Introduction: Endometriosis is a gynaecological disease with diverse symptoms that are often shared with other disorders and is characterized by long diagnostic delays. Delayed diagnosis prevents patients from receiving access to care and negatively impacts both physical and mental health. While technical limitations of the diagnostic procedure contribute to the delay, there is also significant delay in first seeking consultation as well as getting referred to specialized care that point to social differences rather than medical factors. This literature review aims to identify social determinants that contribute to these delays in endometriosis diagnosis.
Methods: A literary search was conducted using PubMed, PsycInfo, and Web of Science. The search yielded a total of 549 articles. Of these, 22 articles were selected based on established search terms and criteria including that the articles had to present original data, be written in English, be published no earlier than 2012, and have full-text availability.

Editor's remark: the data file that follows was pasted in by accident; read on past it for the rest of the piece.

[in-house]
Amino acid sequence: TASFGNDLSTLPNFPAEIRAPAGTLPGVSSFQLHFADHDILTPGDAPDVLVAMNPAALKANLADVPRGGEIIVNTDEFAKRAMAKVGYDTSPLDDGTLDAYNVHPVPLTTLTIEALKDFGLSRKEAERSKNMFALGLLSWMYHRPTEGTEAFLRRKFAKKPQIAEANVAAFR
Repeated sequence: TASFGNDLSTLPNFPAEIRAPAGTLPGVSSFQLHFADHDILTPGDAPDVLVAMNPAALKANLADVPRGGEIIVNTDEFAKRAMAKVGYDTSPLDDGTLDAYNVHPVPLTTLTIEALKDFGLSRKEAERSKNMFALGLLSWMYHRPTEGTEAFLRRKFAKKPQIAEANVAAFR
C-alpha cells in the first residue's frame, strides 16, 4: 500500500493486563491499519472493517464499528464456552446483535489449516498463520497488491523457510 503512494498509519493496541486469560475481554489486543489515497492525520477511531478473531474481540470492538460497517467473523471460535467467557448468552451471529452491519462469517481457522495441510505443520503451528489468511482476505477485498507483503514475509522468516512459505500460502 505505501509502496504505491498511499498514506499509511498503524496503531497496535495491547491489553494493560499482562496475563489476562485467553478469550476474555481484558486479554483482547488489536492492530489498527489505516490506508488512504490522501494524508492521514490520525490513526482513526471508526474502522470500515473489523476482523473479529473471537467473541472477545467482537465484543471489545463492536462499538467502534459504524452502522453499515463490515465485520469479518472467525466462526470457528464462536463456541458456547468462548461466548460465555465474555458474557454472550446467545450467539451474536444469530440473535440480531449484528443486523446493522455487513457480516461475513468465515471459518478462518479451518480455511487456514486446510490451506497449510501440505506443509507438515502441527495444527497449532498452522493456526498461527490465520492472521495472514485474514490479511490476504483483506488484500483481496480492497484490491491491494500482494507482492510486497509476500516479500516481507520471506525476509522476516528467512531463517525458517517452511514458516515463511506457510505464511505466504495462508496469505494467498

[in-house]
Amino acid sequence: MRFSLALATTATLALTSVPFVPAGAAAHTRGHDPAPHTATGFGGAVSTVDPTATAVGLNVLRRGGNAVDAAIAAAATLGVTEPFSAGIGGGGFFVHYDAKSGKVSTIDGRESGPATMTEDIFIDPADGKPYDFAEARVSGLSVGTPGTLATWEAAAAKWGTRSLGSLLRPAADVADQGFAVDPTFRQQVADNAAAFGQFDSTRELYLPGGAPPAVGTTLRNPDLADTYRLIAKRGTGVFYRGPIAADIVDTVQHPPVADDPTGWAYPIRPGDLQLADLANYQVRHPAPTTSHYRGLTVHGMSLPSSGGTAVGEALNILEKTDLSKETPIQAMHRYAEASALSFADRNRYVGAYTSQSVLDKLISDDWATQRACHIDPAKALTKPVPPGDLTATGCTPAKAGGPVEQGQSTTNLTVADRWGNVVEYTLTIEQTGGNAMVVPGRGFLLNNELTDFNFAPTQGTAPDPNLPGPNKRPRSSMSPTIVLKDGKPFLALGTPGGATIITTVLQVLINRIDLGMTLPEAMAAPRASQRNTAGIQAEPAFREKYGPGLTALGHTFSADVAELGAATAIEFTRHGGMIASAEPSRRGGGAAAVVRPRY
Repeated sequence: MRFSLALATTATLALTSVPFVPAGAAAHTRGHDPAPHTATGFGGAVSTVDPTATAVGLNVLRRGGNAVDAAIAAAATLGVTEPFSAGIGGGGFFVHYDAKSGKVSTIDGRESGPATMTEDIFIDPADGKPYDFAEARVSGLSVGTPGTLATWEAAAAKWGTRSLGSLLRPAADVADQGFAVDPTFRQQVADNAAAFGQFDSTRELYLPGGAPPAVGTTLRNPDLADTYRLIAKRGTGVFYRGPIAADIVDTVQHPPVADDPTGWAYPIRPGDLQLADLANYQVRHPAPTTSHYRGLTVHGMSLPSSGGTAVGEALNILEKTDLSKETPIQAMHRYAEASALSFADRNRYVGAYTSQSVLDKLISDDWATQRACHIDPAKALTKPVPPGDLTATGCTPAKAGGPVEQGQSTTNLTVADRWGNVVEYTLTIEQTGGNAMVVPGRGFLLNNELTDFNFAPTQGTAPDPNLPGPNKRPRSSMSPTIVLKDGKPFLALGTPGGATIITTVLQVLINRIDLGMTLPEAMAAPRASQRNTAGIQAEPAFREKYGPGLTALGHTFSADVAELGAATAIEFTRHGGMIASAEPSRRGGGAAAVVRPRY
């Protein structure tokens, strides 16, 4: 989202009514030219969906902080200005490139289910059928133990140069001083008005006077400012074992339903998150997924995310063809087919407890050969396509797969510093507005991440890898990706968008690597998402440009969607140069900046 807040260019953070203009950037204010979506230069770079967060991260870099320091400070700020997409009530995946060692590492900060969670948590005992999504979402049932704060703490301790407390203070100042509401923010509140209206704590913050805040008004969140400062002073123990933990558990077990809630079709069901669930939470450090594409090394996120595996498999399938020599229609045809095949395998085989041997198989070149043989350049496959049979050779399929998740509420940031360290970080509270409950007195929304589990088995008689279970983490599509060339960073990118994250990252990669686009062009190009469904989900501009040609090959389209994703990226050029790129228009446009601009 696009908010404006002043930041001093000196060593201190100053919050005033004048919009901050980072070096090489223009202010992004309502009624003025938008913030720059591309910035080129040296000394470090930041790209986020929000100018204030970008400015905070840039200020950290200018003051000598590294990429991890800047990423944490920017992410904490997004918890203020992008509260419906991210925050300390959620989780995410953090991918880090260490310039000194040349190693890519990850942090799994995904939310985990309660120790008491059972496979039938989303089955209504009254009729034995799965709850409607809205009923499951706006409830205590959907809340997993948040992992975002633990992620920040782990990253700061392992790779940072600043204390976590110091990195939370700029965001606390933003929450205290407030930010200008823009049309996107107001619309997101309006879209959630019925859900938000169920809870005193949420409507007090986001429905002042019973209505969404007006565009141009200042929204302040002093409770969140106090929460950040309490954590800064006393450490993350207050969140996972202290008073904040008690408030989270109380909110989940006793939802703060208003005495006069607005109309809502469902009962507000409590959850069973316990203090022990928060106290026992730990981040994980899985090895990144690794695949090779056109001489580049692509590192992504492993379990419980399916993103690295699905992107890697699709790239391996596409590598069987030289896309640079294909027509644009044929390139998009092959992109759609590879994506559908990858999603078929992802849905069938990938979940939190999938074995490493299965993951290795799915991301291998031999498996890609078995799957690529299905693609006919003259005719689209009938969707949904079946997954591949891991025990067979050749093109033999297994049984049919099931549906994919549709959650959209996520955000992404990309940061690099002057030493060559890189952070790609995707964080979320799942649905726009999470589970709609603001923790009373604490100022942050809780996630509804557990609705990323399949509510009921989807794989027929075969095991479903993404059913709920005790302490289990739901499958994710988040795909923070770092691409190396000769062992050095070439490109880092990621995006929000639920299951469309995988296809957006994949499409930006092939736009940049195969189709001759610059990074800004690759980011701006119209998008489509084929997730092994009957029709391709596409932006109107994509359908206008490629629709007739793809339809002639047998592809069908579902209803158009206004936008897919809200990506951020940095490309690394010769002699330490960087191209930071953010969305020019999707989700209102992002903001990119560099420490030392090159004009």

Results: Factors contributing to diagnostic delay can be related to one of two groups: the patient and the practitioner Patient factors that increase delay include certain demographic characteristics, the extent of pain normalization, the stigma surrounding women’s health, and the lack of self-advocacy. Practitioner factors that increase diagnostic delay include dismissive attitudes, the lack of knowledge and technical competence concerning endometriosis, and their relationship with patients as a position of authority.
Discussion: Many identified factors share similar themes but are manifested differently amongst patients and practitioners, particularly those relating to the lack of familiarity with endometriosis and the normalization or dismissal of symptoms. Shared findings point to larger societal factors influencing both patients and practitioners.
Conclusion: The findings of this review provide insight into social determinants that contribute to the long delays associated with endometriosis diagnosis. Future research should be aimed at establishing interventions for identified factors and also address larger shared social beliefs and misconceptions that maintain stigmas about women’s health.
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